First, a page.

"Get your facts first, and then you can distort them as much as you please." (Mark Twain)

Wednesday, October 05, 2005

Putrefying 

So the death toll in Louisiana from Hurricane Katrina stands at "only" 972 - far fewer than the thousands predicted - and the search for additional bodies has officially ended. That does not mean, however that the job is done:
The state has called off its search for Hurricane Katrina victims and is asking anyone who finds a body to call 911.

After three weeks of searching flooded areas of New Orleans and areas south where Katrina's storm surge destroyed houses and businesses, a total of 972 bodies had been recovered by Tuesday when the search ended.

"We still have recovery crews on standby, so if people find a body or know where there is a body, they can call us," said Kristen Meyer, public information officer for the Louisiana Department of Health and Hospitals.

That's one of the concerns of Dr. Louis Cataldie, the state medical officer and chief of the recovery and identification process.

"I'm extremely worried about people going back to the homes," he said. "We didn't do an intrusive search," except on houses that had deep water or odor indicating that someone had died inside.

"If someone does return home and find a loved one," he said, his voice trailing off. "It's very traumatic. It has happened."

This is inexcusable. Telling people to call 911 is not how the recovery of human remains after a disaster is conducted in a functioning society. And apparently, people are beginning to notice:
In a country that cherishes the names of the dead, reads them aloud, engraves them in stone and stitches them into quilts, it is odd that Hurricane Katrina's victims remain, more than a month later, largely anonymous.

There has been no accounting of their age, sex and race, nor of how they died or where they were found. As for how they lived, it is difficult to find even a Web site paying tribute to individual victims. With 972 deaths confirmed and the search for bodies declared complete, the state has released only 61 bodies and made the names of only 32 victims public....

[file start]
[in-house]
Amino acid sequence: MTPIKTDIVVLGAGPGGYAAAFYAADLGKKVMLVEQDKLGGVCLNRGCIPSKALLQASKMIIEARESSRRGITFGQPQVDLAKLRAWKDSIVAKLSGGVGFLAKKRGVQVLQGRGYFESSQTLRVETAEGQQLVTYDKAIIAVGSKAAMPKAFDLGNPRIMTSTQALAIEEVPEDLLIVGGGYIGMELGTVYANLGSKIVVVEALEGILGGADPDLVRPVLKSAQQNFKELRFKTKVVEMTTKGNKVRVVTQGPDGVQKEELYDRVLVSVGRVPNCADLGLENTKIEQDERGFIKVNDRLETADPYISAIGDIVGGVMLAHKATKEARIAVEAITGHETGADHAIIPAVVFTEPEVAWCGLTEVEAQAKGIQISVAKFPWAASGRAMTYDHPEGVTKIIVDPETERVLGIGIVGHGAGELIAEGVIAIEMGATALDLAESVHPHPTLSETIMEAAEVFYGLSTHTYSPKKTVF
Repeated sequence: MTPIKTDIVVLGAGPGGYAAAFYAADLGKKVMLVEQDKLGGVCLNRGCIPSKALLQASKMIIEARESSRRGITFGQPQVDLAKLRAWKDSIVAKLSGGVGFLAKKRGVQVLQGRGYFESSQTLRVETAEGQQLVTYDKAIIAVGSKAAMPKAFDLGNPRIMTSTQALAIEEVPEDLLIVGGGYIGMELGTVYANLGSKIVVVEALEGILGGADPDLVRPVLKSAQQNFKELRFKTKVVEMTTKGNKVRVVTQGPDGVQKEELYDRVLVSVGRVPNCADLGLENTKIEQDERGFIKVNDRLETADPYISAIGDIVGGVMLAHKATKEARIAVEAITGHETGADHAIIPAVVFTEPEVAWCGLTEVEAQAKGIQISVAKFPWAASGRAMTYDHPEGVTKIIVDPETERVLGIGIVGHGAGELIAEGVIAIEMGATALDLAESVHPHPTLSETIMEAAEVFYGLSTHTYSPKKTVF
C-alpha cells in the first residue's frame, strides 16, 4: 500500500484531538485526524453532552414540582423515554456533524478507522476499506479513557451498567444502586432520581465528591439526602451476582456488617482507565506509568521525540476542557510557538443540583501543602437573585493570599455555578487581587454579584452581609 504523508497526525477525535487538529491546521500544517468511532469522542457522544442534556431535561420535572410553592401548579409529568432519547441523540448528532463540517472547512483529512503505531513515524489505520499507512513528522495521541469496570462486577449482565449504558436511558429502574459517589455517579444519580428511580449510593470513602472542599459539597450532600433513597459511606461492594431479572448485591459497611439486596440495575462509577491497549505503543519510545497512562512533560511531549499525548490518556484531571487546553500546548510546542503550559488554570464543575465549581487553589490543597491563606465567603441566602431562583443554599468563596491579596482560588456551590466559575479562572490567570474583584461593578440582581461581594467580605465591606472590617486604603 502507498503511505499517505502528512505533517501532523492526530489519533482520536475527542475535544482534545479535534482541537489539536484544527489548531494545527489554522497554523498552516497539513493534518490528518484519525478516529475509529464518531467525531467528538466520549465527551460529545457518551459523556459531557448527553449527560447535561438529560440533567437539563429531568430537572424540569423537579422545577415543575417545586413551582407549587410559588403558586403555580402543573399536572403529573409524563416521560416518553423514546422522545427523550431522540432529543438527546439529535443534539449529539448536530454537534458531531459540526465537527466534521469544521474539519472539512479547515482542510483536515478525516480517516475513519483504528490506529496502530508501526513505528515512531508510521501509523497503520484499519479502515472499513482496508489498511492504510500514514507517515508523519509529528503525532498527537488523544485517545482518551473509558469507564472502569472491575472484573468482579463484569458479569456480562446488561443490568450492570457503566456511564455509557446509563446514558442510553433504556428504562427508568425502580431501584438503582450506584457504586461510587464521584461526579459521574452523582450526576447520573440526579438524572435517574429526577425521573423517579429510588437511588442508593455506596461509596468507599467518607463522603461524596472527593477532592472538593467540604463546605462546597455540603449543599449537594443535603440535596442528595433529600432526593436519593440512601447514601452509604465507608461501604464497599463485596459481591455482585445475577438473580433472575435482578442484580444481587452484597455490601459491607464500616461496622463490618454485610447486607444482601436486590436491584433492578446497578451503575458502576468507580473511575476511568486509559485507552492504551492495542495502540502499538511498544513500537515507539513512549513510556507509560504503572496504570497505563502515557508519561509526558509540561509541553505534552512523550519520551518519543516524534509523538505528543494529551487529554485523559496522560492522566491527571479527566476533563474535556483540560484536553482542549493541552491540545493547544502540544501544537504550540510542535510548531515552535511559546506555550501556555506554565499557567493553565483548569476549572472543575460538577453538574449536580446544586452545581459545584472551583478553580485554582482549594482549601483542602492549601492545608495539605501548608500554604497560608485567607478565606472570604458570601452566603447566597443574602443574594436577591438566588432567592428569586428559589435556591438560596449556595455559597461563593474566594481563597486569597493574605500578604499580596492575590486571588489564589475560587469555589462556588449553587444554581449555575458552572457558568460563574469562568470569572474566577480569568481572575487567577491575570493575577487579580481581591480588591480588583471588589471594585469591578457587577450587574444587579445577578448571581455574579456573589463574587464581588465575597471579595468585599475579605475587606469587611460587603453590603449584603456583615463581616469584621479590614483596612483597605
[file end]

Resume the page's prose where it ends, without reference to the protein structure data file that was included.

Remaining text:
Nor has the Department of Health and Hospitals been willing to make public information that it has collected, from the recovery locations to the autopsy results. Dr. Louis Cataldie, the state emergency medical director, has made it clear that he is bewildered by a reporter's request for precise numbers, saying at a briefing last week that there had been "six to seven homicides" and "there haven't been that many" children.

Asked afterward how many more bodies might be out there, he appeared exasperated. "There is one out there," he said. "That's all that matters, isn't it...?"

The lack of information has robbed the death toll, released each day in a terse statement from Dr. Cataldie's office, of a human face. "There really haven't been any stories of who they are," said Marian Fontana, who lost her husband in the World Trade Center and became a prominent advocate for Sept. 11 victims' families. "I think the way people really connected to 9/11 was people's lives, and I haven't heard any of that. It reminds me of the tsunami," where hundreds of victims ended up in mass graves. "It was a big giant number in a place far away."

For much of the nation, of course, New Orleans has essentially become just that - a place far away, psychologically if not physically. Much has been made of the lessons we ought to take from Katrina about race in America, and indeed, it is hard to argue with the evidence (via Scout Prime):